Sweetness Aversion: The official ending, in which Seymour defeats Audrey II, marries Audrey, and moves into the sweet little house of her dreams with her. There's a hint of danger in that there's a new Audrey II plant in the garden, but generally fans prefer the Downer Ending in the play and director's cut, as the sweet ending feels too rushed and unnatural for the story's tone.
Ugly Cute: Audrey II, especially as a baby plant. It's weird-looking with wonky teeth and no eyes, but it's still tiny and the way it snaps at everything is amusing... even if it escalates far too quickly.
The Audrey II puppet is possibly one of the most complex animatronics of its kind, and still holds up to this day.
It gets even more impressive when you learn the puppet wasn't able to move nearly as fast as we see in the film, requiring all those scenes to be shot with Rick Moranis performing at half-speed.
The giant Audrey II's sequence in the original ending was so well-done that master puppeteer Frank Oz still doesn't know quite how he was able to pull it off to this day.
Peter Wallach's stop motion animation is pretty good as well.
What Do You Mean, It's Not for Kids?: Through the haze of the years, it's easy to think this movie as a little less grim than it actually is - you remember the songs (composed by Howard Ashman and Alan Menken to boot...yes the same duo who wrote many of the classic Disney songs from the Disney Renaissance of the late 80's and early 90's also created the musical about a giant scary plant that eats people and manipulates people into doing the dirty work for him) and the jokes, and the fact that the ending is happy. But parents who haven't watched the movie recently should beware:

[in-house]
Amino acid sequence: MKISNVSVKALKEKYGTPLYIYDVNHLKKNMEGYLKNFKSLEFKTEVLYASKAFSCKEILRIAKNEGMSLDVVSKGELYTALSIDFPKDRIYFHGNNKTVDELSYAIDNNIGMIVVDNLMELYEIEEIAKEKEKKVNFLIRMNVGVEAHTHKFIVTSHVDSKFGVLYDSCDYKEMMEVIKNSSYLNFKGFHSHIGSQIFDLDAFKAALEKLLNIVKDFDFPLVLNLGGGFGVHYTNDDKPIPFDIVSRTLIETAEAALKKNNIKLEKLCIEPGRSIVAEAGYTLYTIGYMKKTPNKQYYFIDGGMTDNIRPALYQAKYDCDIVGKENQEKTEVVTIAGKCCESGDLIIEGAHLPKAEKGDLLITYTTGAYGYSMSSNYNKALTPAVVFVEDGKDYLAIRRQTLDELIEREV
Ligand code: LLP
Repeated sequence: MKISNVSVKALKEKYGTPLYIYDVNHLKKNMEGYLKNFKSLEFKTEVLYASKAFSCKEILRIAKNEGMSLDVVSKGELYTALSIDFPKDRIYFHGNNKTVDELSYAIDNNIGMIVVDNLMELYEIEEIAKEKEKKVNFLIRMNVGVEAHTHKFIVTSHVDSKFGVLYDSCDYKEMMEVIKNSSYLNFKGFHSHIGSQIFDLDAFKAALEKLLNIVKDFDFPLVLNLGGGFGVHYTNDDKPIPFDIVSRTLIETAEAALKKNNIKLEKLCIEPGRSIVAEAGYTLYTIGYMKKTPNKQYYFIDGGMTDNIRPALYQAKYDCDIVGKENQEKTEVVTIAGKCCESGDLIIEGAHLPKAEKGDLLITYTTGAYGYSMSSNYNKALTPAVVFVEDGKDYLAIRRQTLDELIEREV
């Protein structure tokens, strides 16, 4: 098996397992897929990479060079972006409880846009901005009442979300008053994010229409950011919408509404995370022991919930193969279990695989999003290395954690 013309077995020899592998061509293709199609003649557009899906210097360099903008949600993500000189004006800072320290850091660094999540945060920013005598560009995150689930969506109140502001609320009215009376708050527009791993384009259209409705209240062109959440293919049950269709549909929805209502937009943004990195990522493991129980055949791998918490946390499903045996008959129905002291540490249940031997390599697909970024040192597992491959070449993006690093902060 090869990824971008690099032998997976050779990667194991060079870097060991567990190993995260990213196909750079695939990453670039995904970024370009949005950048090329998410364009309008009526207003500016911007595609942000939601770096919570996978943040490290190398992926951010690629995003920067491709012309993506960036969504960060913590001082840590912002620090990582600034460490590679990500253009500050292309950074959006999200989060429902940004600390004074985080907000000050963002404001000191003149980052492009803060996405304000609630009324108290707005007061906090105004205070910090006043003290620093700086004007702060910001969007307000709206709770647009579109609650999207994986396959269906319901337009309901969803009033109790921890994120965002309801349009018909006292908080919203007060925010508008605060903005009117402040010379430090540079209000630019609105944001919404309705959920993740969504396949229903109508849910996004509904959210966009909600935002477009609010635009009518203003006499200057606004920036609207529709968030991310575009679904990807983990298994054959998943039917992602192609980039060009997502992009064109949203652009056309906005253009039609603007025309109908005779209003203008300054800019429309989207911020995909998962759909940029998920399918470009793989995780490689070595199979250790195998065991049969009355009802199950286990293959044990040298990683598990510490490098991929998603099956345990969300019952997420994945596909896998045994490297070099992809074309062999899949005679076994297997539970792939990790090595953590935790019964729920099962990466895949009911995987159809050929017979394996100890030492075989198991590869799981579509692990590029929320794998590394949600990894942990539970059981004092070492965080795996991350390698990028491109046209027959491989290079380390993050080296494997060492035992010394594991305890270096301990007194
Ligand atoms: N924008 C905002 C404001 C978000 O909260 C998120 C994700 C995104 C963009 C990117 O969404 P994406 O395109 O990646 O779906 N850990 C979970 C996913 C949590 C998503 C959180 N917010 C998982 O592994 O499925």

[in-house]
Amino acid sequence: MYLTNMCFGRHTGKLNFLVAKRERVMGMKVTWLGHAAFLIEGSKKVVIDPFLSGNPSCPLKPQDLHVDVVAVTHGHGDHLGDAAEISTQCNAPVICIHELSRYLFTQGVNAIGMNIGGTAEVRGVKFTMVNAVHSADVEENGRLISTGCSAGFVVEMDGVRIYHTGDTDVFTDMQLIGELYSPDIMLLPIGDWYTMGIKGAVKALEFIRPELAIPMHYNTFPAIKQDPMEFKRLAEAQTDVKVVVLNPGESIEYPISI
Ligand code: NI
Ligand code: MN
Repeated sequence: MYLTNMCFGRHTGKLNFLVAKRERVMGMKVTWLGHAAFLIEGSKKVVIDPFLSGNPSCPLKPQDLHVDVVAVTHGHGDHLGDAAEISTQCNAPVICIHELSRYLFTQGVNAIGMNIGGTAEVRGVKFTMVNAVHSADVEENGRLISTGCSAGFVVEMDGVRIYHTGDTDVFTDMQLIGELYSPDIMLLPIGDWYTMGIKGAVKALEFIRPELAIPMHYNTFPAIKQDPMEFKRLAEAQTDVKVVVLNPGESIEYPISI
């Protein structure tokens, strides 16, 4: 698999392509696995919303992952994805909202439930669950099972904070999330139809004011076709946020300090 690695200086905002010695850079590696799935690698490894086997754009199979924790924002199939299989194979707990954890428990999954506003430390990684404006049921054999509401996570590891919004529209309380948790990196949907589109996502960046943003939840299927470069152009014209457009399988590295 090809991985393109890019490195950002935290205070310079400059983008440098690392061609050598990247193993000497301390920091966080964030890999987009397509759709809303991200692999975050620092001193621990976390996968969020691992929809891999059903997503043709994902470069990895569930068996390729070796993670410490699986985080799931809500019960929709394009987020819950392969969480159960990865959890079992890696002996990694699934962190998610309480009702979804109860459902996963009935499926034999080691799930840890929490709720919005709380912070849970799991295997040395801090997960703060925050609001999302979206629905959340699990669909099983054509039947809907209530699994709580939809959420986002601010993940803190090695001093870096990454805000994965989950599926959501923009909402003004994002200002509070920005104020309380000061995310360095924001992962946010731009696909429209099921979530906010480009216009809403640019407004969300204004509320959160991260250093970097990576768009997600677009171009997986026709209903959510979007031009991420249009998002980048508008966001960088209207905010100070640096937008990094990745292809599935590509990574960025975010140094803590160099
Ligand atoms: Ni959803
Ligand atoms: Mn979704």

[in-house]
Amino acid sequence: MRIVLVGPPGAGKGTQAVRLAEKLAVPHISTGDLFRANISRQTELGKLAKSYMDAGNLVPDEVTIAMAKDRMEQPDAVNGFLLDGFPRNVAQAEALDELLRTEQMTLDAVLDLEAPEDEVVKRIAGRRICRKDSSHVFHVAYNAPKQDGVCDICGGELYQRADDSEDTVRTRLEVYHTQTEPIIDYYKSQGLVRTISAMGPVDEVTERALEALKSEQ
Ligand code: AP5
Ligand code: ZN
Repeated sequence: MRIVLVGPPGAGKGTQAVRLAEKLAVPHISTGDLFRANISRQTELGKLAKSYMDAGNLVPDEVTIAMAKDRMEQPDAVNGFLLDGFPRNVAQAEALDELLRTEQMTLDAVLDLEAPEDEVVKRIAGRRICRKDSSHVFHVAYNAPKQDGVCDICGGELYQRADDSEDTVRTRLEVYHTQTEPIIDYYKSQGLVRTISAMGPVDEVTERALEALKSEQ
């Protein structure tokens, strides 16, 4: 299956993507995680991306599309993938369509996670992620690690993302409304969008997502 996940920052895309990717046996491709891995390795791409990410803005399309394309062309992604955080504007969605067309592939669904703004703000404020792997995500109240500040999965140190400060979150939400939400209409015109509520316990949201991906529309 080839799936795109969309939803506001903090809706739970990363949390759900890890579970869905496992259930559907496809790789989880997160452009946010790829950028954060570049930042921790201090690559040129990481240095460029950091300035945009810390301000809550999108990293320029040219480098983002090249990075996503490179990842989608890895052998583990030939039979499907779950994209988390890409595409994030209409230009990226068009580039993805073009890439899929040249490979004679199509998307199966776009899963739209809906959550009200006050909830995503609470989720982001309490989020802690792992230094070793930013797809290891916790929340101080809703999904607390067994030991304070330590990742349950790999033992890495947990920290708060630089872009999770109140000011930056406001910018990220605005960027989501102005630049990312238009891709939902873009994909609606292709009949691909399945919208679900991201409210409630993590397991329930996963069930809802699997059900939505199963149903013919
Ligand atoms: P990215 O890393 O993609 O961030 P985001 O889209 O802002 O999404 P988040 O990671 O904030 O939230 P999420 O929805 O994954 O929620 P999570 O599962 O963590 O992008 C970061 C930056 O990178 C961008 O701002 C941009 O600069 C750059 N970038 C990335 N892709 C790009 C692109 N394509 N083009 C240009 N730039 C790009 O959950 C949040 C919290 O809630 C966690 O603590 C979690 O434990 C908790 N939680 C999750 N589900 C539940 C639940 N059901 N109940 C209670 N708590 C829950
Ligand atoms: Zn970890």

If your child is afraid of the dentist, you may want to skip that part.
The scene where Seymour chops up Orin and feeds him to the plant, which laughs with its mouth full of Orin...
That scene actually could've been worse, as props of Orin's head and arms were crafted. Oz decided at the last minute that it was too gruesome and had the props wrapped in red-splattered newspaper for the scene to obscure them (this can be seen in the workprint footage; it's not particularly gory, but it is more disturbing when you can clearly see it's his head that Seymour is holding).
We actually see the plant swallow Mr. Mushnik whole and later attempt to do so with Audrey.
This applies even moreso to the play, where the protagonist actually murders multiple people, all of the main characters die at the end, and the world ends.